differentiate between a campaign by a political party and an action by a peoples’ resistance
movement. For instance, the police never opened fire on the rampaging mob that demolished
the Babri Masjid, or those who participated in the genocidal campaign by the
Congress Party against Sikhs in Delhi in 1984, or the Shiv Sena’s massacre of Muslims
in Bombay in 1993, or the BJP/VHP/Bajrang Dal’s genocide against Muslims in Gujarat
in 2002. Neither the police, nor the courts, nor the government has taken action against
anybody who participated in this violence.
Yet recently the police has repeatedly opened fire on unarmed people, including
women and children, who have protested against the violation of their rights to life and livelihood
by the government’s ‘development projects’.
In this era of crises reportage, if you don’t have a crisis to call your own, you’re not in
the news. And if you’re not in the news, you don’t exist. It’s as though the virtual world constructed
in the media has become more real than the real world.
Every self-respecting peoples’ movement, every ‘issue’ needs to have its own hot-air
balloon in the sky advertising its brand and purpose. For this reason, starvation deaths are
more effective advertisements for drought and skewed Food Distribution than cases of
severe malnutrition – which don’t quite make the cut. Standing in the rising water of a reservoir
for days on end, watching your home and belongings float away to protest against a
big dam, used to be an effective strategy, but isn’t any more. People resisting dams are
expected to either conjure new tricks, or give up the struggle. In the despair created by the
Supreme Court’s appalling judgement on the Sardar Sarovar Dam, senior activists of the
Narmada Bachao Andolan began once again to talk of Jal Samarpan – drowning themselves
in the rising waters. They were mocked for not really meaning what they said.
Crisis as a Blood Sport.
The Indian State and the mass media have shown themselves to be benignly tolerant of the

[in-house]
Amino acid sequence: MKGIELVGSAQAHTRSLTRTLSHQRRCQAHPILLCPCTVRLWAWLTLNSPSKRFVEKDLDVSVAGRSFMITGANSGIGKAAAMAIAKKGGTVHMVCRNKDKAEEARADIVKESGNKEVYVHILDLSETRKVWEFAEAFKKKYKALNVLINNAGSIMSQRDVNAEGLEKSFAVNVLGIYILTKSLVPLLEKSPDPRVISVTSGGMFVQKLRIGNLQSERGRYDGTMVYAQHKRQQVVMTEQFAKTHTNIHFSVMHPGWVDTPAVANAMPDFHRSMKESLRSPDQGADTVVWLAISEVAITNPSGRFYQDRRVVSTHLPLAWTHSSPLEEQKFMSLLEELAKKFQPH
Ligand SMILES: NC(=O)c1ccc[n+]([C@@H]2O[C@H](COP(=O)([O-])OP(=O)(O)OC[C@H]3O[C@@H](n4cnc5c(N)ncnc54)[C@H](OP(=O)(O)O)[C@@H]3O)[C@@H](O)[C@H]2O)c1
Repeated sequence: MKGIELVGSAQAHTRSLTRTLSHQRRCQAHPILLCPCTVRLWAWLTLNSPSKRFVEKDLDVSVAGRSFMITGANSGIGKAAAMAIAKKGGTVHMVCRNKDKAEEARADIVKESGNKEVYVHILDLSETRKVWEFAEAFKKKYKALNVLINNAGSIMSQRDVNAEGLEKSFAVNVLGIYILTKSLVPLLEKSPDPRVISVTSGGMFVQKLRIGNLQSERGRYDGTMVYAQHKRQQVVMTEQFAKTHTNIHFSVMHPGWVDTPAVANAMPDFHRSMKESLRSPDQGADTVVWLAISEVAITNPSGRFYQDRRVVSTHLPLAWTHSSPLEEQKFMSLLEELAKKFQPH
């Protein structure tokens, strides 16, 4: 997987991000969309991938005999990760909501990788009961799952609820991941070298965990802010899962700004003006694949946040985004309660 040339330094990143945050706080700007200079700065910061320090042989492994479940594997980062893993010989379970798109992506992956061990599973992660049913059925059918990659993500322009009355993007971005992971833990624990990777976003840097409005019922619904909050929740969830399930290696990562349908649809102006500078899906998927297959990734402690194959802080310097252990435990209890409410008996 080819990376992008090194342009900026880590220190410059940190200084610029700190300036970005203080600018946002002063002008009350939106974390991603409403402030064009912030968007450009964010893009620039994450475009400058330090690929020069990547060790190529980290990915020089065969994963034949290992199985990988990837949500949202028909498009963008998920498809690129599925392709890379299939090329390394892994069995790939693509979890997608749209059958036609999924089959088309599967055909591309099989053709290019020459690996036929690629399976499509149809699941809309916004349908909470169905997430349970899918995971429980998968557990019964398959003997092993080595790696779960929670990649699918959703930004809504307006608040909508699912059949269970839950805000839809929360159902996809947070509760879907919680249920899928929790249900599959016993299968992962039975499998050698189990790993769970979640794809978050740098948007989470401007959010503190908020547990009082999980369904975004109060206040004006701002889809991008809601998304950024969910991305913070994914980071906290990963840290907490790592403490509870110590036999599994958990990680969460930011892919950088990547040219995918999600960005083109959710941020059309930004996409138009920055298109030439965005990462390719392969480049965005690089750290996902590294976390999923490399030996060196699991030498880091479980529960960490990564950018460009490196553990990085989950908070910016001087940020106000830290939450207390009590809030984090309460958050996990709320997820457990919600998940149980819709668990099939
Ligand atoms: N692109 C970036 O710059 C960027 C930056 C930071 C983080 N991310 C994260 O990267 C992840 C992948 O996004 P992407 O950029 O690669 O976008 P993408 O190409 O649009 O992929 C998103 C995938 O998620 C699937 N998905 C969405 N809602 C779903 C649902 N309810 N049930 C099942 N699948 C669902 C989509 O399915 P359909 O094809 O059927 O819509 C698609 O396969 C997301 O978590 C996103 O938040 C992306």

phenomenon of Resistance as a Symbolic Spectacle. (It actually helps them to hold down
the country’s reputation as the World’s Biggest Democracy). But whenever civil resistance
has shown the slightest signs of metamorphosing from symbolic acts (dharnas, demonstrations,
hunger strikes) into anything remotely resembling genuine civil disobedience
14 / Sarai Reader 2004: Crisis/Media
(blockading villages, occupying forestland) the State has cracked down mercilessly.
In April 2001 the police opened fire on a peaceful meeting of the Adivasi Mukti
Sangathan in Mehndi Kheda, Madhya Pradesh; on the 2nd of February 2001 police fired on
a peaceful protest of Munda Adivasis in Jharkhand, who were part of the protest against the
Koel Karo hydroelectric, killing eight people and wounding thirty-six; on the 7th of April
2001, the State Reserve Police lathi-charged a peaceful demonstration by the Kinara
Bachao Andolan against the consortium of NATELCO and UNOCAL who were trying to do a
survey for a proposed private port. Lt Col Pratap Salve, one of the main activists, was beaten
to death. On the 31st of October 2001, in Rayagada, Orissa, three adivasis were killed
for protesting a bauxite mining project. On the 11th of November, at a peaceful protest
against these killings, two more adivasis were killed. In Chilika, police fired on fisherfolk
demanding the restoration of their fishing rights. Five people were killed.
The instances of repression go on and on – Jambudweep, Kashipur, Maikanj; the most
recent of course is the incident in the Muthanga in Wyanad, Kerala. In February 2003 four
thousand displaced adivasis, including women and children, occupied a small part of a wildlife